Our group is interested in different aspects of Bioinformatics, Computational Biology and Systems Biology.
Our goal is to obtain new biological knowledge with an "in-silico" approach which complements the "in-vivo"
and "in-vitro" methodologies of Biology. This mainly involves mining the massive amounts of
information stored in biological databases.
Besides our lines of scientific research, we also collaborate with experimental groups providing them with bioinformatics
support for their specific needs, and participate in different teaching projects.
A brief summary of our main working lines follows. You can find more information in the links below and in
our list of publications.
Prediction of Protein Functional and Binding Sites
We have developed evolutionary-based method for predicting sites with some functional importance in protein sequences and structures.
Experimental determination of functional/active sites can not cope with the massive stream of new sequences comming from genome sequencing projects.
Hence, computational methods are highly demanded for this task. The methods we develop in this area are based on the fact that functional sites
are subject to certain evolutionary constraints whose landmarks can be detected on multiple sequence alignments.
Prediction of Protein Interactions
Functional Study of Biological Networks
The study of living systems from a network perspective is providing new biological knowledge which could have never been obtained from the study
of the individual components (genes, proteins, ...) no matter how detailed it was. As a prototype of complex systems, in biological
systems many times "the whole is more than the sum of the parts". The biological knowledge obtained with this "top-down" approach is still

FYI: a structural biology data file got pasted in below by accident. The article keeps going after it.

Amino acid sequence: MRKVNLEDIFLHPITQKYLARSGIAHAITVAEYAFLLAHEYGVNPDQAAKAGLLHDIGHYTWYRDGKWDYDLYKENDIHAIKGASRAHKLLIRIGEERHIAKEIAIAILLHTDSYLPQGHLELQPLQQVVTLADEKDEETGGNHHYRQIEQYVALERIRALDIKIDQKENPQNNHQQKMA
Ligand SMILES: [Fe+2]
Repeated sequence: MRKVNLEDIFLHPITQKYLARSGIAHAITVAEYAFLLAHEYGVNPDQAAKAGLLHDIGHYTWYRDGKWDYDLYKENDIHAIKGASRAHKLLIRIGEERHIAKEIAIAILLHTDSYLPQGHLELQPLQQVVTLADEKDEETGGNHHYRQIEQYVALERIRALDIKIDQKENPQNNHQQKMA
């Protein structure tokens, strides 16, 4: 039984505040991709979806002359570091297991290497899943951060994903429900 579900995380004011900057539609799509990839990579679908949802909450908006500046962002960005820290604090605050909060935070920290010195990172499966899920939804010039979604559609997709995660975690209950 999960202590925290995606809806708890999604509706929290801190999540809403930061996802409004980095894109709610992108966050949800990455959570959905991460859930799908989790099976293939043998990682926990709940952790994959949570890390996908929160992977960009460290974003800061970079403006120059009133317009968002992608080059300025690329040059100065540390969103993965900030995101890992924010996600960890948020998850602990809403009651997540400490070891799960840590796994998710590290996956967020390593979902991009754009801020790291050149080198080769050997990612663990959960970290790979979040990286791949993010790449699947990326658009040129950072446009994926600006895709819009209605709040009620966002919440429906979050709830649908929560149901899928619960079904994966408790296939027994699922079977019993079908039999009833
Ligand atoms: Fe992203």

modest compared with the whealt of information the "bottom-up" approach (exemplified by the Molecular Biology) has produced. Nevertheless, it
is clear that this new approach is required to complement the intrinsic limitations of the reductionist approach due
to the complexity of living systems. We are studying metabolic networks (central metabolism and biodegradation) and protein interaction
networks from this new "top-down" approach. Of special interest for us is the study of the complex phenomenon of "protein function" from
a systemic perspective, trying to understand how complex functions arise by combining the molecular functions of proteins when these interact in intricate networks.
Bioinformatics Support for Experimental Groups
Many research projects in Bioinformatics and Computational Biology have ended up in practical tools which can help in the daily work
of experimental Molecular Biologists, specially in protein and DNA sequence analysis. In spite that many of these tools can be easily used
by the community through web interfaces, others either are more difficult to use or their results are not straightforward to interpret
without some knowledge on Bioinformatics. Moreover, many bioinformatics "protocols" are difficult to implement in automatic tools and they
require manual intervention or expert knowledge to be carried out.
We provide experimental groups with bioinformatics expert knowledge,
specially in the areas of protein sequence analysis (remote homology detection, domain identification, functional evolution, ...).